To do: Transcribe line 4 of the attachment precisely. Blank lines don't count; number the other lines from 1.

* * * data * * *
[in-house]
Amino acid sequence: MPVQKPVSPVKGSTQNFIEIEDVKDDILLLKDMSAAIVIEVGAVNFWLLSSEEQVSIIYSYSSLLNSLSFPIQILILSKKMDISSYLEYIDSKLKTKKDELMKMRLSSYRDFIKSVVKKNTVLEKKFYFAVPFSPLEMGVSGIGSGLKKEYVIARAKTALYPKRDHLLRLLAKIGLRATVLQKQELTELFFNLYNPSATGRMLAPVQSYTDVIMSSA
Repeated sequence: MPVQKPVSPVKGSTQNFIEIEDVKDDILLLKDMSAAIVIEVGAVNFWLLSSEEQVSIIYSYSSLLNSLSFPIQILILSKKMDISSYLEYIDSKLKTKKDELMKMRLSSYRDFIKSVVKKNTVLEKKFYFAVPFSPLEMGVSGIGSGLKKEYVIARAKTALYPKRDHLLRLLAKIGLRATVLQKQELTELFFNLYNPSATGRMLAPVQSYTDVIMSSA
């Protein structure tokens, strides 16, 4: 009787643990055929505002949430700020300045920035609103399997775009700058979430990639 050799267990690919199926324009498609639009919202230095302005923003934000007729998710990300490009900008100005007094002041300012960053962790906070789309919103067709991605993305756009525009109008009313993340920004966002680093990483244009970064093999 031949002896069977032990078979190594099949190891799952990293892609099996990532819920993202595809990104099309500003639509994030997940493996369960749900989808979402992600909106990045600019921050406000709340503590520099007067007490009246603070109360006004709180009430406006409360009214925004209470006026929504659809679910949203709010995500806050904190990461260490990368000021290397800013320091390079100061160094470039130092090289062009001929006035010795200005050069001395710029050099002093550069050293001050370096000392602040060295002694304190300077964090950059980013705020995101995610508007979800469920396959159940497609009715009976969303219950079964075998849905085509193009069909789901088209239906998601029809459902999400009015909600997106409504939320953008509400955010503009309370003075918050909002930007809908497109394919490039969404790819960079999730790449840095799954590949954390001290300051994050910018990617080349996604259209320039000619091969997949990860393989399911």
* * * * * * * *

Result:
């Protein structure tokens, strides 16, 4: 009787643990055929505002949430700020300045920035609103399997775009700058979430990639 050799267990690919199926324009498609639009919202230095302005923003934000007729998710990300490009900008100005007094002041300012960053962790906070789309919103067709991605993305756009525009109008009313993340920004966002680093990483244009970064093999 031949002896069977032990078979190594099949190891799952990293892609099996990532819920993202595809990104099309500003639509994030997940493996369960749900989808979402992600909106990045600019921050406000709340503590520099007067007490009246603070109360006004709180009430406006409360009214925004209470006026929504659809679910949203709010995500806050904190990461260490990368000021290397800013320091390079100061160094470039130092090289062009001929006035010795200005050069001395710029050099002093550069050293001050370096000392602040060295002694304190300077964090950059980013705020995101995610508007979800469920396959159940497609009715009976969303219950079964075998849905085509193009069909789901088209239906998601029809459902999400009015909600997106409504939320953008509400955010503009309370003075918050909002930007809908497109394919490039969404790819960079999730790449840095799954590949954390001290300051994050910018990617080349996604259209320039000619091969997949990860393989399911």